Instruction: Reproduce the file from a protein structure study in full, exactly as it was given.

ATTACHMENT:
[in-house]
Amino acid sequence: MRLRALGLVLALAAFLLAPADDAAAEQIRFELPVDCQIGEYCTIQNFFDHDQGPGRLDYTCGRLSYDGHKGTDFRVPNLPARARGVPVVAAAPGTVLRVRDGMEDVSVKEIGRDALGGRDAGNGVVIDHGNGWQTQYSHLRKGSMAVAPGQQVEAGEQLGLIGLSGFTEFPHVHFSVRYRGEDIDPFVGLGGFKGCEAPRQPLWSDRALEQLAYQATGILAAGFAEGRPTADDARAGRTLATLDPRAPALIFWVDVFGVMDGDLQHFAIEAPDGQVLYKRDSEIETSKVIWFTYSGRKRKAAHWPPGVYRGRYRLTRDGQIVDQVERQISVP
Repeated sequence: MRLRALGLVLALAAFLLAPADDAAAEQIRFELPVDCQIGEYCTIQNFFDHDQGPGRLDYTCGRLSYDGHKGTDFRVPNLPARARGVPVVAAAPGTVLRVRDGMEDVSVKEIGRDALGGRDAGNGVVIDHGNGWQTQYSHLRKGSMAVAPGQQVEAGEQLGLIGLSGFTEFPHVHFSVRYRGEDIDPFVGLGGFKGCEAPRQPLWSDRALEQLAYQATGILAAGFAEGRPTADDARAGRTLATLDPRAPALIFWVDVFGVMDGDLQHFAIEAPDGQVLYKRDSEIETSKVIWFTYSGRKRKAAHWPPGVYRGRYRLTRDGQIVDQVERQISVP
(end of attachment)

[in-house]
Amino acid sequence: MRLRALGLVLALAAFLLAPADDAAAEQIRFELPVDCQIGEYCTIQNFFDHDQGPGRLDYTCGRLSYDGHKGTDFRVPNLPARARGVPVVAAAPGTVLRVRDGMEDVSVKEIGRDALGGRDAGNGVVIDHGNGWQTQYSHLRKGSMAVAPGQQVEAGEQLGLIGLSGFTEFPHVHFSVRYRGEDIDPFVGLGGFKGCEAPRQPLWSDRALEQLAYQATGILAAGFAEGRPTADDARAGRTLATLDPRAPALIFWVDVFGVMDGDLQHFAIEAPDGQVLYKRDSEIETSKVIWFTYSGRKRKAAHWPPGVYRGRYRLTRDGQIVDQVERQISVP
Repeated sequence: MRLRALGLVLALAAFLLAPADDAAAEQIRFELPVDCQIGEYCTIQNFFDHDQGPGRLDYTCGRLSYDGHKGTDFRVPNLPARARGVPVVAAAPGTVLRVRDGMEDVSVKEIGRDALGGRDAGNGVVIDHGNGWQTQYSHLRKGSMAVAPGQQVEAGEQLGLIGLSGFTEFPHVHFSVRYRGEDIDPFVGLGGFKGCEAPRQPLWSDRALEQLAYQATGILAAGFAEGRPTADDARAGRTLATLDPRAPALIFWVDVFGVMDGDLQHFAIEAPDGQVLYKRDSEIETSKVIWFTYSGRKRKAAHWPPGVYRGRYRLTRDGQIVDQVERQISVP